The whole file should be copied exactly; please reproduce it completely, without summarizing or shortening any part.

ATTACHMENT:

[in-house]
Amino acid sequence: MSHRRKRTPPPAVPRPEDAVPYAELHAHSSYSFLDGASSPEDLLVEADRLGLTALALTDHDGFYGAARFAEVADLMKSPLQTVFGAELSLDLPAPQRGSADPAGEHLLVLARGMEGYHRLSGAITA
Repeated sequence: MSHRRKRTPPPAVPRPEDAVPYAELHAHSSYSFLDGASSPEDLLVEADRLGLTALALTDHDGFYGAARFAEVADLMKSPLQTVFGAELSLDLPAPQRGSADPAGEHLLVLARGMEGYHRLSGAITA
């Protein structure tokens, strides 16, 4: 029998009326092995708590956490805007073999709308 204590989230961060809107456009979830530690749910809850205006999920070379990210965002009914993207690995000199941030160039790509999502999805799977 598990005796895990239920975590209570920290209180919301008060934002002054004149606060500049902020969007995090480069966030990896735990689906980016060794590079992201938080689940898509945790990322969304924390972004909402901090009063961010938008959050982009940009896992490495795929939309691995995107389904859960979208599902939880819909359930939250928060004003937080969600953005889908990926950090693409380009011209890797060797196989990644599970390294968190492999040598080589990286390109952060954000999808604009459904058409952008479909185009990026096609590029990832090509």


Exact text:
[in-house]
Amino acid sequence: MSHRRKRTPPPAVPRPEDAVPYAELHAHSSYSFLDGASSPEDLLVEADRLGLTALALTDHDGFYGAARFAEVADLMKSPLQTVFGAELSLDLPAPQRGSADPAGEHLLVLARGMEGYHRLSGAITA
Repeated sequence: MSHRRKRTPPPAVPRPEDAVPYAELHAHSSYSFLDGASSPEDLLVEADRLGLTALALTDHDGFYGAARFAEVADLMKSPLQTVFGAELSLDLPAPQRGSADPAGEHLLVLARGMEGYHRLSGAITA
């Protein structure tokens, strides 16, 4: 029998009326092995708590956490805007073999709308 204590989230961060809107456009979830530690749910809850205006999920070379990210965002009914993207690995000199941030160039790509999502999805799977 598990005796895990239920975590209570920290209180919301008060934002002054004149606060500049902020969007995090480069966030990896735990689906980016060794590079992201938080689940898509945790990322969304924390972004909402901090009063961010938008959050982009940009896992490495795929939309691995995107389904859960979208599902939880819909359930939250928060004003937080969600953005889908990926950090693409380009011209890797060797196989990644599970390294968190492999040598080589990286390109952060954000999808604009459904058409952008479909185009990026096609590029990832090509």